I’m not exactly sure why I’m writing this. I think I mostly just feel like arguing about some really low stakes stuff. I’m looking for fun arguments. So, if you respond, please keep it fun. I should also note that this is not an exhaustive list and I’m not going into a lot of detail. I’m focusing on things that are either hugely popular or critically acclaimed or both. Also, I’ll only include things that I have actually engaged with. And I don’t mean I’ve seen one episode of a show or heard one song. I mean I need to have a real familiarity with the artist/film or whatever. These are things from the world of arts and culture that have actively made my life a bit (or a lot) worse.
Buffy the Vampire Slayer – I came to Buffy late, like three or four years ago late. When it originally aired, I was going through a period of not having a TV or relying on rabbit ears. I missed a lot of the TV from that period. But I knew many, many people who loved Buffy. To this day, I know many, many people who say it’s their all-time favorite show. So, when I finally joined the world of streaming, Buffy was near the top of my list. And I hated it. I wound up watching every single episode because I kept telling myself, “It has to get better.” It didn’t. I don’t know if the show didn’t age well or what, but the writing varied between sloppy and bad. It came off as shockingly sexist given the premise. And everything about Willow from the moment she fell in love with a girl was cringey as all heck. The jokes rarely landed. Events were so haphazard that there was never any tension. Maybe it was just over my head or something, but I hated the whole experience.
Battlestar Galactica – This was another show that I missed when it originally aired. Unlike Buffy, though, I didn’t stick it out until the end. I watched the first two seasons and that was more than enough. It was awful. It felt like they were making it up as they went along. The one rule was that there can never, ever, under any circumstances be anything fun or funny.
The Doors – The Doors is what happens when you take a lousy singer who happens to be a really bad poet, string him out on drugs, and make him the front man for a mediocre garage band. How they became one of the classic rock bands is just beyond me.
Jack White – Jack White really shouldn’t be on this list because, by all rights, I should barely be aware of Jack White’s existence. Unfortunately, I dated a woman for a little while whose absolute favorite musician was Jack White. And I saw the movie “It Might Get Loud”. So, I’ve heard quite a bit of his stuff. It’s, ummm, what’s the word? Oh, not good at all. He’s a hack that got famous. His best moments are aggressively mediocre. And hearing him interviewed makes me think he’s in a world’s biggest douchebag competition. It’s all schtick and no substance.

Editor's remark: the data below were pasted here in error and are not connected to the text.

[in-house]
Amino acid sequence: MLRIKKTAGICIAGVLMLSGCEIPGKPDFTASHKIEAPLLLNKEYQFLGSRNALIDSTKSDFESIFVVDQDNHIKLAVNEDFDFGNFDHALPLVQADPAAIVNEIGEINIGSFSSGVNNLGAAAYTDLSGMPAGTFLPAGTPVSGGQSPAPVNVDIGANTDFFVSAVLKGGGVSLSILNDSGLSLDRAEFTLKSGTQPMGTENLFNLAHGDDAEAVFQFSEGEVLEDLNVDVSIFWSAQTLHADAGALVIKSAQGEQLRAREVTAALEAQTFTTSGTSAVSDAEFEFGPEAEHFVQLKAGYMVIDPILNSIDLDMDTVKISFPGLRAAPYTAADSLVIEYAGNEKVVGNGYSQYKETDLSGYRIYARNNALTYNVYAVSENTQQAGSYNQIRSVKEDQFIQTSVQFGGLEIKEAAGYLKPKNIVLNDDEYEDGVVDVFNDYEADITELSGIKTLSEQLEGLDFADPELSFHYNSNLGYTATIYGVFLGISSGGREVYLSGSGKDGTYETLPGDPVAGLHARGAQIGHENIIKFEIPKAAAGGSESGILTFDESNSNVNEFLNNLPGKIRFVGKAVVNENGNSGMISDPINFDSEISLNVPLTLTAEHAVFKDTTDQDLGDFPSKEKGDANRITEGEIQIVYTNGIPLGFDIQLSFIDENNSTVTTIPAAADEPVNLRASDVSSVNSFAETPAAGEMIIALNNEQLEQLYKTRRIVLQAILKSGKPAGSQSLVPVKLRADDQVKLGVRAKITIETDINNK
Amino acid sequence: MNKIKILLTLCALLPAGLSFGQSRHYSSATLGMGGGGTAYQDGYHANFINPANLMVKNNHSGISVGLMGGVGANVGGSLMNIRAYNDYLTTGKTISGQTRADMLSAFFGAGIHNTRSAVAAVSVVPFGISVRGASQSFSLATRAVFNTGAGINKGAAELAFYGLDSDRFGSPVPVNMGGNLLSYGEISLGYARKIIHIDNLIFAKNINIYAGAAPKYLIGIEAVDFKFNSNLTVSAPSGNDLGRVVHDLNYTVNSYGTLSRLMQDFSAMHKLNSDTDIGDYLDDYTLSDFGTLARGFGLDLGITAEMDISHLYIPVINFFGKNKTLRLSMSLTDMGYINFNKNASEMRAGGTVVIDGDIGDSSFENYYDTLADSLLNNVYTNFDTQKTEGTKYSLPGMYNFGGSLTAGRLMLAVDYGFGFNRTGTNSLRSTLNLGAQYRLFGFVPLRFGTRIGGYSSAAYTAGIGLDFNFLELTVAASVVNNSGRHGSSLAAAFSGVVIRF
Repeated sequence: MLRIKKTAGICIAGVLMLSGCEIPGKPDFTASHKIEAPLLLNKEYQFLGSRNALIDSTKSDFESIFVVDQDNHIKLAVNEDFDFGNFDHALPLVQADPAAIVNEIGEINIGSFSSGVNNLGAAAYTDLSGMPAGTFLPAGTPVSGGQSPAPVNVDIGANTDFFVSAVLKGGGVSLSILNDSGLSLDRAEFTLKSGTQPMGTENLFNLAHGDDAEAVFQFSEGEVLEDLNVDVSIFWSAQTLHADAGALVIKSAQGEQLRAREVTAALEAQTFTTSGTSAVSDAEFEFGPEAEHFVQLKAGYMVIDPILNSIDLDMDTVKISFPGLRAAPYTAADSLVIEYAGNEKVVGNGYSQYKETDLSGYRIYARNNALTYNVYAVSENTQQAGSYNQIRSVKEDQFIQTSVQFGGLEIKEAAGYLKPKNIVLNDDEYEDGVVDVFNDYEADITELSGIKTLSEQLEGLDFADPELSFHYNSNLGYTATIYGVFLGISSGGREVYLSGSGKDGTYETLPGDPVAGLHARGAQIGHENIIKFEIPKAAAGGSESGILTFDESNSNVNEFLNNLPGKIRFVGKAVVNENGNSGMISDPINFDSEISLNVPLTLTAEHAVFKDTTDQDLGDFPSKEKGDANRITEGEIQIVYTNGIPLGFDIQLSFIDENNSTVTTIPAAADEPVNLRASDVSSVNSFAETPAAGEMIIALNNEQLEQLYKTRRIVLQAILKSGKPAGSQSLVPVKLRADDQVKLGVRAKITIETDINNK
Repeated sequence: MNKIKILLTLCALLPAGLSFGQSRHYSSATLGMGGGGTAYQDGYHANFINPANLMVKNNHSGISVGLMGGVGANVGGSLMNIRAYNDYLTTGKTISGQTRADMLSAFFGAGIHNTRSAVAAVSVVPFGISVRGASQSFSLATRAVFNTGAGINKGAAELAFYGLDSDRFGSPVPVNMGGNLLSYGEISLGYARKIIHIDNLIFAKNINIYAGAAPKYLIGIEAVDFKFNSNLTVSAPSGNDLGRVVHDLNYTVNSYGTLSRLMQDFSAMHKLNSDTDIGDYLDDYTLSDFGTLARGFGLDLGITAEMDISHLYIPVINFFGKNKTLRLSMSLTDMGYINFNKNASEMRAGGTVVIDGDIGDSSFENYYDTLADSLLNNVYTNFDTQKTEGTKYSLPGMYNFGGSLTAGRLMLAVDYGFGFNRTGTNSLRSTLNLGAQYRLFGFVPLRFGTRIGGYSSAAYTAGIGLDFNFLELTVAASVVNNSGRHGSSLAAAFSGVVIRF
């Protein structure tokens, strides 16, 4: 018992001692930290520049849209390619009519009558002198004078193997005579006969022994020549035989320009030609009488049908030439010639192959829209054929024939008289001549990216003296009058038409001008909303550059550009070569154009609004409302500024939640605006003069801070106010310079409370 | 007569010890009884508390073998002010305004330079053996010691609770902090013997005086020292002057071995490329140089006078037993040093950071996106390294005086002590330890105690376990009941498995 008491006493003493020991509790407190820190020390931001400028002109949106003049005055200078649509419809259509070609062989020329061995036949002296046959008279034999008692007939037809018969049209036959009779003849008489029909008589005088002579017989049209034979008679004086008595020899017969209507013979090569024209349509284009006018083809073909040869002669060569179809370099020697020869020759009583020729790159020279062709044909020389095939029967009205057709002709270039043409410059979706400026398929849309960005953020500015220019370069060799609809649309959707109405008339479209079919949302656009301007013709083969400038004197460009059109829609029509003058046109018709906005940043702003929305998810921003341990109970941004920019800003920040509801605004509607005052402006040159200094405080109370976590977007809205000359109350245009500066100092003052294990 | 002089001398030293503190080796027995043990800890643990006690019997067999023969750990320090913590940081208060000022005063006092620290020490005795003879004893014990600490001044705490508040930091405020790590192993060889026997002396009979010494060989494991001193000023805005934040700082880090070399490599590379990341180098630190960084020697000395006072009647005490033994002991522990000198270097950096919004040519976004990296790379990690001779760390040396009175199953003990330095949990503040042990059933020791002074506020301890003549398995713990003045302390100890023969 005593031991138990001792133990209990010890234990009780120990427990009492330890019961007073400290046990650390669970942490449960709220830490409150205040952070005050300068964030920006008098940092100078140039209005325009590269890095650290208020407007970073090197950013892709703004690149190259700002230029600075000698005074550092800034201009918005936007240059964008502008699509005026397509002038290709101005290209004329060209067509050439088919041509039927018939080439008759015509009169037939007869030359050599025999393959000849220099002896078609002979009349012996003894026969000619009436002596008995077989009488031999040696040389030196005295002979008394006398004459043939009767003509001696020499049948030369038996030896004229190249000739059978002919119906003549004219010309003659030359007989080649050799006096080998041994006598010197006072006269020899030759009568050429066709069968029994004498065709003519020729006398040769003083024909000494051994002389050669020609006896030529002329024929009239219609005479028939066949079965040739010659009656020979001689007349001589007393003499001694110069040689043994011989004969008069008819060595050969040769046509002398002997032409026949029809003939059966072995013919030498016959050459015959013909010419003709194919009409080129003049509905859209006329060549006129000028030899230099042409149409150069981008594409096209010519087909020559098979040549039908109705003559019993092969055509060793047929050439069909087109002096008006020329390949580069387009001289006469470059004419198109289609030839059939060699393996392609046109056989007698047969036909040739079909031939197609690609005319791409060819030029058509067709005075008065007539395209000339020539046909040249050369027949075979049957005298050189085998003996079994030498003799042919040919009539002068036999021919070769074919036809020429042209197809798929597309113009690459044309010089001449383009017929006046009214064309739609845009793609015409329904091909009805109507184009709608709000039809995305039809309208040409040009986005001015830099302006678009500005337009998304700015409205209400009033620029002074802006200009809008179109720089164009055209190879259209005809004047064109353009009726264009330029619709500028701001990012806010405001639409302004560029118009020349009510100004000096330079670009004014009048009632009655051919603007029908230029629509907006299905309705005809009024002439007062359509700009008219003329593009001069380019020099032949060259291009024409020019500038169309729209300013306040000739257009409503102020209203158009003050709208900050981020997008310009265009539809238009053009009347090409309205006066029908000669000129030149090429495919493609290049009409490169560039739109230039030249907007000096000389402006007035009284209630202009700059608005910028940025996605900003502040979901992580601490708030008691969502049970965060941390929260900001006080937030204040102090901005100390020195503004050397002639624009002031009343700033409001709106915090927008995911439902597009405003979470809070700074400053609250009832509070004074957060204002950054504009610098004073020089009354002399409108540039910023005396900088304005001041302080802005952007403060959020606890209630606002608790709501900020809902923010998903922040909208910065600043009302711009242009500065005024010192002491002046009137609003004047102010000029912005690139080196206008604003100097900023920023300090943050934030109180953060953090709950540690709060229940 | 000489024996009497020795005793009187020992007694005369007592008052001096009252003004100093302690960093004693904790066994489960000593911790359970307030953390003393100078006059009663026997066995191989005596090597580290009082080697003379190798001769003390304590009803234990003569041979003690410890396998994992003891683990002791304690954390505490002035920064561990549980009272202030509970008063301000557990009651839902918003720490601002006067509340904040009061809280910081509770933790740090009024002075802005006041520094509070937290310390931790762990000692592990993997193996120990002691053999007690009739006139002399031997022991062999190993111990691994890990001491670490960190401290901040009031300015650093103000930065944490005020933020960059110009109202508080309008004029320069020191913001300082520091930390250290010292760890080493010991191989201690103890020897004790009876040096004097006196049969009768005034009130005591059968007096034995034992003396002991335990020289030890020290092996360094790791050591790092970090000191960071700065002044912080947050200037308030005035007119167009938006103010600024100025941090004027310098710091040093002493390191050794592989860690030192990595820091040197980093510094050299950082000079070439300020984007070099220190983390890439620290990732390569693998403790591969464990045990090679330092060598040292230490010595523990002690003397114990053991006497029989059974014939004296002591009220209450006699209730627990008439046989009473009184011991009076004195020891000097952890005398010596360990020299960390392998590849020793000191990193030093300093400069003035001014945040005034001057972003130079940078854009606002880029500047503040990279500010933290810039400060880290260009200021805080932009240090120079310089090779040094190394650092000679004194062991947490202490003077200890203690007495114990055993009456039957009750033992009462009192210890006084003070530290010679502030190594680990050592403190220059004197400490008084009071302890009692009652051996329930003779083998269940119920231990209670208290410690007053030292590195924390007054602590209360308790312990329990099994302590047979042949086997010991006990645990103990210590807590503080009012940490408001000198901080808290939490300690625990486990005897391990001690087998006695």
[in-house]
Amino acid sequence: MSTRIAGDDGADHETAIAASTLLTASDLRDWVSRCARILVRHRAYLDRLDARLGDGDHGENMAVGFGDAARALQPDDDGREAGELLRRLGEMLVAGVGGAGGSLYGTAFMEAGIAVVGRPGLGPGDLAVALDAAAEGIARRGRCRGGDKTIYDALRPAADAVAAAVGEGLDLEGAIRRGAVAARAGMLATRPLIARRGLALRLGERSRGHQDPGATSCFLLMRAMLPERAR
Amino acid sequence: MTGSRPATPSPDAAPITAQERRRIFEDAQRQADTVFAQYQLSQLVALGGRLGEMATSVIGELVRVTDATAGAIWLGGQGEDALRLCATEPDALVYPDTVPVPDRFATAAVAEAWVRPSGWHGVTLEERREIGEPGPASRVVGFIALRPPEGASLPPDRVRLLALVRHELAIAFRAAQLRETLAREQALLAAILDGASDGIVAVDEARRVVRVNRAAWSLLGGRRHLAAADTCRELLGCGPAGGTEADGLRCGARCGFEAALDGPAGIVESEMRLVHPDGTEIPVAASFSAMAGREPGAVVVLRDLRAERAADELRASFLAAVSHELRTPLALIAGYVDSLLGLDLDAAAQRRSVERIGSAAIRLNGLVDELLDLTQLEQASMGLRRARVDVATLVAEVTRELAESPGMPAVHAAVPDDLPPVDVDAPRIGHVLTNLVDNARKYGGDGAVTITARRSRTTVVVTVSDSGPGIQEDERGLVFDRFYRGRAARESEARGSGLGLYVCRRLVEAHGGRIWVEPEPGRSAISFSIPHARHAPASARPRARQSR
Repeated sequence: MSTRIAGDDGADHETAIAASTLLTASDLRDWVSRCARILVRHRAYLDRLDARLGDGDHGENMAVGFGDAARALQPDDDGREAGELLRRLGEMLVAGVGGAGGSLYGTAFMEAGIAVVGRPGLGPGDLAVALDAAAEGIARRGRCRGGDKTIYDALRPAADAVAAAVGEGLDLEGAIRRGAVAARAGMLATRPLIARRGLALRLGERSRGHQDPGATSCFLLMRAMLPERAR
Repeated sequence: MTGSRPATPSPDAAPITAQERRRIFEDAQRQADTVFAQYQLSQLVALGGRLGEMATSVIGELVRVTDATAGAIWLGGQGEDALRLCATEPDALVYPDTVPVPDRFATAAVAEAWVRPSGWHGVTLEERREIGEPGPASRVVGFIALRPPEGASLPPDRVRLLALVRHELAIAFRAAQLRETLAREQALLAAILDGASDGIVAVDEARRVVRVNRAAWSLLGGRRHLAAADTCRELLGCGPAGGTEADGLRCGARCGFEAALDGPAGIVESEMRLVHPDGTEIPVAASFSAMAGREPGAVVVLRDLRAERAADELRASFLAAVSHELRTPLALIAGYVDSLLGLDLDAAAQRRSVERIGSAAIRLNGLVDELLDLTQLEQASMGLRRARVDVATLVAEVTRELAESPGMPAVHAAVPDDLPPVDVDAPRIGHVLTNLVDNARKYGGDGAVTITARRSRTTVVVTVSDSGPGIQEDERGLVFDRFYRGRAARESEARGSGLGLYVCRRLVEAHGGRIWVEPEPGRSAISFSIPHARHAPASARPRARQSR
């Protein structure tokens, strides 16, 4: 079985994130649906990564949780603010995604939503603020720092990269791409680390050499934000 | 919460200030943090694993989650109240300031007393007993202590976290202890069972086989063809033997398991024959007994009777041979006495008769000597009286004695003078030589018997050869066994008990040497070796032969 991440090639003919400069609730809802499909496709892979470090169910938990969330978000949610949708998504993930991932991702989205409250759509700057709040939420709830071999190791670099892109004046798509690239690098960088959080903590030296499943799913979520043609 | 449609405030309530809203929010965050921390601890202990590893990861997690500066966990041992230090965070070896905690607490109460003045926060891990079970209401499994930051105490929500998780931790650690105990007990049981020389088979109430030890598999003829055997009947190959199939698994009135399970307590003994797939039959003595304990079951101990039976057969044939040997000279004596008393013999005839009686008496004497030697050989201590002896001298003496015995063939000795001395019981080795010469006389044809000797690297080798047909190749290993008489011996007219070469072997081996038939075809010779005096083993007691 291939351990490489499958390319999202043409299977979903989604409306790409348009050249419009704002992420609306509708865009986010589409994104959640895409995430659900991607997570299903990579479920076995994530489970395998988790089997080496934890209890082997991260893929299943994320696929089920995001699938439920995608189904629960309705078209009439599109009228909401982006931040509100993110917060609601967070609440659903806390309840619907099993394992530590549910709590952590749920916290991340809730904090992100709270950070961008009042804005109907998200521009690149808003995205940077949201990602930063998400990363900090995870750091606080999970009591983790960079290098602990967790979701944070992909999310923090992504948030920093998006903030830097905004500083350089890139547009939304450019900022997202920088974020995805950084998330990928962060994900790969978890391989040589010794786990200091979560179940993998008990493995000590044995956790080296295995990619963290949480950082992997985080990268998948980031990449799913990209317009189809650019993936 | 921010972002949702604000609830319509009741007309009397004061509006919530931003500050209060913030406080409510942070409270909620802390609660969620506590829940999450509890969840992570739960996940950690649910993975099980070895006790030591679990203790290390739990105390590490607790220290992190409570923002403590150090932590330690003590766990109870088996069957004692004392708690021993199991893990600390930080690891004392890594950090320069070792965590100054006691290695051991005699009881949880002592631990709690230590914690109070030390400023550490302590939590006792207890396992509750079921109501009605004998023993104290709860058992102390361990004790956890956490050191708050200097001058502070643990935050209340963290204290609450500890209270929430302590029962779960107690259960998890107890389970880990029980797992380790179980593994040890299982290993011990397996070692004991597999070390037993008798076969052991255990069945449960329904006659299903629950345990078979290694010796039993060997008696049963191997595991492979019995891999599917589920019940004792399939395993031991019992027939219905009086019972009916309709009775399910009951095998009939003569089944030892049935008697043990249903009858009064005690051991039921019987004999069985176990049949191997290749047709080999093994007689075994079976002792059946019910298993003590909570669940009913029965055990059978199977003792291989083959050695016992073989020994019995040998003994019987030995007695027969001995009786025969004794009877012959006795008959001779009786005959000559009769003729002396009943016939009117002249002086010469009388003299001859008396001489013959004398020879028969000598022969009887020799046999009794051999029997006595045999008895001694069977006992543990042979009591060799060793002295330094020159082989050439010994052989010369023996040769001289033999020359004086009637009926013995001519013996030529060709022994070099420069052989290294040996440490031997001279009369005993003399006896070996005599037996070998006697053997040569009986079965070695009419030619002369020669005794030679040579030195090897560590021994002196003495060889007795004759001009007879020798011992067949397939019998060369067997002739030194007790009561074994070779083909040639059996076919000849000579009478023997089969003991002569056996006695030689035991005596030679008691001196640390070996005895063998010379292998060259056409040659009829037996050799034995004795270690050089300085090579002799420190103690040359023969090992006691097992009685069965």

Mad Max: Fury Road – Everyone went crazy for this movie when it came out. People loved it. I had no real interest having never seen a Mad Max movie, but people wouldn’t shut up about it. All the glowing talk made me curious, and I went to see it towards the end of its theatrical run. That stands as one of the biggest regrets of my life. I kept double checking to see if I was watching the right movie. It made no sense, even within its own world. It completely lacked humor. The action was monotonous. The sound design was less pleasant than a dentist’s drill. The story was never developed. But there was a dude playing guitar on the front of a truck for some reason. Ugh.
Deadpool – This is another movie that everyone loved. I mean they loooooved it. They wanted to have babies with it. About all I can say nice about it is that it tried really, really hard. There was just nothing original or clever or entertaining about the movie. The jokes basically amounted to someone saying bad words in inappropriate situations. Garbage Pail Kids are funnier.
Moby Dick – There’s probably a halfway decent piece of flash fiction scattered throughout this book’s six-hundred and thirty-five pages.
1984 – The less said about this the better. It’s a bad idea to make the reader hate every character in a book. And the book’s rather obvious point has been made much more effectively by many other people.